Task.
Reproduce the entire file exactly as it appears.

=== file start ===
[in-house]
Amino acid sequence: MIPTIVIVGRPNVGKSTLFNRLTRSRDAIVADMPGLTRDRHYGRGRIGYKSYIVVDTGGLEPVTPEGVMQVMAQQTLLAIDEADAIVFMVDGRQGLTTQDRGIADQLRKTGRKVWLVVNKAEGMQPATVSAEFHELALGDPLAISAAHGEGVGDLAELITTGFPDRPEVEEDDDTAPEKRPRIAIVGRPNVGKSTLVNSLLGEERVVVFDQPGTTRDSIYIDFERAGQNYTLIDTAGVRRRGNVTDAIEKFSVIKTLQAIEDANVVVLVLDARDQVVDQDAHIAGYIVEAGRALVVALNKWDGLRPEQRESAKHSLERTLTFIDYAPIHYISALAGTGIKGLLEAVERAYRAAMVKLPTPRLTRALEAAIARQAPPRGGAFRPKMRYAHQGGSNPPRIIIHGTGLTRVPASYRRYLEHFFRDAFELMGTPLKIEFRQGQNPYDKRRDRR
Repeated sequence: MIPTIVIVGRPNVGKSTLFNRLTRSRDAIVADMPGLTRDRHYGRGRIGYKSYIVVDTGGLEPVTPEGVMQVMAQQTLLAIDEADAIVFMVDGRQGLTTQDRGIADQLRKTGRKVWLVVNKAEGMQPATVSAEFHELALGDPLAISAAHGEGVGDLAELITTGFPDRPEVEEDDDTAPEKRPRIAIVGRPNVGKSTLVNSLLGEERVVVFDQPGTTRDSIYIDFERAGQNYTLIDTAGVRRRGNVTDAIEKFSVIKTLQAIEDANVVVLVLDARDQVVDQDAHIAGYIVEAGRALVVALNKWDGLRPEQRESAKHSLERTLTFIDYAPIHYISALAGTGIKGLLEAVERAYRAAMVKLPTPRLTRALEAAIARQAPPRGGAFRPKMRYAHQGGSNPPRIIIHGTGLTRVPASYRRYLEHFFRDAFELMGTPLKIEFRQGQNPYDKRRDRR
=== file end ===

[in-house]
Amino acid sequence: MIPTIVIVGRPNVGKSTLFNRLTRSRDAIVADMPGLTRDRHYGRGRIGYKSYIVVDTGGLEPVTPEGVMQVMAQQTLLAIDEADAIVFMVDGRQGLTTQDRGIADQLRKTGRKVWLVVNKAEGMQPATVSAEFHELALGDPLAISAAHGEGVGDLAELITTGFPDRPEVEEDDDTAPEKRPRIAIVGRPNVGKSTLVNSLLGEERVVVFDQPGTTRDSIYIDFERAGQNYTLIDTAGVRRRGNVTDAIEKFSVIKTLQAIEDANVVVLVLDARDQVVDQDAHIAGYIVEAGRALVVALNKWDGLRPEQRESAKHSLERTLTFIDYAPIHYISALAGTGIKGLLEAVERAYRAAMVKLPTPRLTRALEAAIARQAPPRGGAFRPKMRYAHQGGSNPPRIIIHGTGLTRVPASYRRYLEHFFRDAFELMGTPLKIEFRQGQNPYDKRRDRR
Repeated sequence: MIPTIVIVGRPNVGKSTLFNRLTRSRDAIVADMPGLTRDRHYGRGRIGYKSYIVVDTGGLEPVTPEGVMQVMAQQTLLAIDEADAIVFMVDGRQGLTTQDRGIADQLRKTGRKVWLVVNKAEGMQPATVSAEFHELALGDPLAISAAHGEGVGDLAELITTGFPDRPEVEEDDDTAPEKRPRIAIVGRPNVGKSTLVNSLLGEERVVVFDQPGTTRDSIYIDFERAGQNYTLIDTAGVRRRGNVTDAIEKFSVIKTLQAIEDANVVVLVLDARDQVVDQDAHIAGYIVEAGRALVVALNKWDGLRPEQRESAKHSLERTLTFIDYAPIHYISALAGTGIKGLLEAVERAYRAAMVKLPTPRLTRALEAAIARQAPPRGGAFRPKMRYAHQGGSNPPRIIIHGTGLTRVPASYRRYLEHFFRDAFELMGTPLKIEFRQGQNPYDKRRDRR